Contact Columbus solicitation attorney Brian Joslyn of Joslyn Law Firm. Brian Joslyn has years of experience fighting for the rights of those accused of solicitation. He understands the sensitivity of your charges, and he will work with you discretely to solve your issues. Your future and reputation are important, and Brian can help you protect both. Call (614) 444-1900 today to schedule a free, confidential consultation with an experienced Columbus solicitation defense attorney.

Handling Arrests and Weapons Charges After Red, White & Boom! Festival

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Each summer thousands of people gather in downtown Columbus for the Red, White & Boom! festival, an annual Independence Day event that includes the largest Fourth of July firework display in Ohio.

The festival features a variety of activities each year, including the Independence Parade that kicks off on the corner of Main Street and Second Street with more than 70 participants. The event also has a plethora of food and entertainment options before the firework finale.

With so many people in a condensed area, law enforcement officers will be plentiful. According to the Columbus Dispatch, police will be monitoring the event with cameras set up throughout the downtown area. Officers also will be present on foot, horseback, motorcycles and bicycles.

Sgt. Gregory DeRosier of the Columbus Division of Police said officers will be targeting people who are in possession of alcohol outside of the permitted areas, have laser pointers pointed at aircraft or have drones flying too close to restricted airspace near the fireworks launch point, according to the article.

Additionally, law enforcement officers will target any festival attendees who are in possession of firearms and weapons. Under Ohio law, firearms and weapons could include various types of deadly weapons, handguns and dangerous ordnances.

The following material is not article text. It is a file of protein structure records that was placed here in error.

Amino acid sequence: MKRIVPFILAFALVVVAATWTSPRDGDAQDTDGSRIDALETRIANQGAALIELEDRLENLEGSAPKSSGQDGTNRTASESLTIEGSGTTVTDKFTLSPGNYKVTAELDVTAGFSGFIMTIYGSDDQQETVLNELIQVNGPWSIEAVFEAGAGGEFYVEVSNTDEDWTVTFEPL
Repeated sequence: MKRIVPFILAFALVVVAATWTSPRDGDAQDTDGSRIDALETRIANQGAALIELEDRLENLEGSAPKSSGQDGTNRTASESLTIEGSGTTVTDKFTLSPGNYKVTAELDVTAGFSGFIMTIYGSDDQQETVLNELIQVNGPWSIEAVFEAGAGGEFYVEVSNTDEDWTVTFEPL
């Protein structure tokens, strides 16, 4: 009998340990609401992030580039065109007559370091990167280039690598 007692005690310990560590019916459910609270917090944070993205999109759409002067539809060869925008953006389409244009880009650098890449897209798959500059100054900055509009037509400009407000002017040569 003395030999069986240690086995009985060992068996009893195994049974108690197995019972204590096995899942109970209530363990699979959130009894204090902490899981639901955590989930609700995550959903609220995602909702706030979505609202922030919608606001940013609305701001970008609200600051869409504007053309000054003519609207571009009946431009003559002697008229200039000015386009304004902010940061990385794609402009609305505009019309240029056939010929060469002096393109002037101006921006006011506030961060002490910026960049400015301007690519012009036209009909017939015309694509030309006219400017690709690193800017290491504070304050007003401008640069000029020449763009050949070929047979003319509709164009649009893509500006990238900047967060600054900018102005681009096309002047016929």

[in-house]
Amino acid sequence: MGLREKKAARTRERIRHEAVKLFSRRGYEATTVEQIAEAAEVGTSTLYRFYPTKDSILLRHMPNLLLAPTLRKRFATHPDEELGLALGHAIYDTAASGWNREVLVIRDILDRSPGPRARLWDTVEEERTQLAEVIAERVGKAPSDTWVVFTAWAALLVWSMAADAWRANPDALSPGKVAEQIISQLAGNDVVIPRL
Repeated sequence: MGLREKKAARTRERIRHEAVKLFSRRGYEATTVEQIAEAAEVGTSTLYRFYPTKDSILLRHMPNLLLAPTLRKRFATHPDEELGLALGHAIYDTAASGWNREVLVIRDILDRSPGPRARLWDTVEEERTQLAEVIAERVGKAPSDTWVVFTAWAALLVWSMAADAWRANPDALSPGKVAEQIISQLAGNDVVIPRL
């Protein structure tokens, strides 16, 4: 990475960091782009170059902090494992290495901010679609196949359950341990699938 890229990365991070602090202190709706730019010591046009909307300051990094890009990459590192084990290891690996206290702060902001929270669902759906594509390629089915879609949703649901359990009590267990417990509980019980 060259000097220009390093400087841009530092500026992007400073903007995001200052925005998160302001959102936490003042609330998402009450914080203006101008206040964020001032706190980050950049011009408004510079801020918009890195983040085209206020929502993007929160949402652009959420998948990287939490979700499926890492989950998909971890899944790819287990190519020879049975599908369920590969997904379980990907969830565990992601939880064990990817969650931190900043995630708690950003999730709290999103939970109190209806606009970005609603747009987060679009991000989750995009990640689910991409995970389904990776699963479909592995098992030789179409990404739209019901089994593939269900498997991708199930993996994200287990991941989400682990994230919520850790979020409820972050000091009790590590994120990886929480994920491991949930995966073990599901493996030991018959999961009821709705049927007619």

Ohio Revised Code § 2923.11 defines a dangerous ordnance as any automatic or sawed-off firearm, zip-gun, ballistic knife, explosive device, incendiary device, explosive chemicals, high explosive compositions, blasting agents, military weapons and any other explosive substance.

If a person knowingly carries or conceals any of these weapons or firearms on their body or within their control, such as in a purse or backpack, he or she could face charges for carrying a concealed weapon. According to Ohio Rev. Code § 2923.12, this could be a minor misdemeanor, misdemeanor of the first degree and felony of the fourth or third degree.

Columbus Deputy Police Chief Ken Kuebler said the Fourth of July and New Year’s Eve are popular holidays for celebratory gunfire, according to the Columbus Dispatch. However, this is considered a criminal offense, punishable by a $500 fine and 60 days in jail.

A person could be charged with improper discharge of a firearm if he or she discharges it at or into an occupied habitation of an individual, in or into a school safety zone, at a cemetery, on a lawn or ground of an inhabited building and on or over a public road or highway.

Shooting a firearm within 1,000 feet of any school building or school premises, such as Columbus Downtown High School, with the intent to cause physical harm, panic or fear of physical harm to someone also could result in the charge.

These offenses are punishable as a misdemeanor of the fourth or first degree, or a felony of the third degree, second or first degree. However, if the firearm discharge causes an injury to someone, the charges could be much more severe.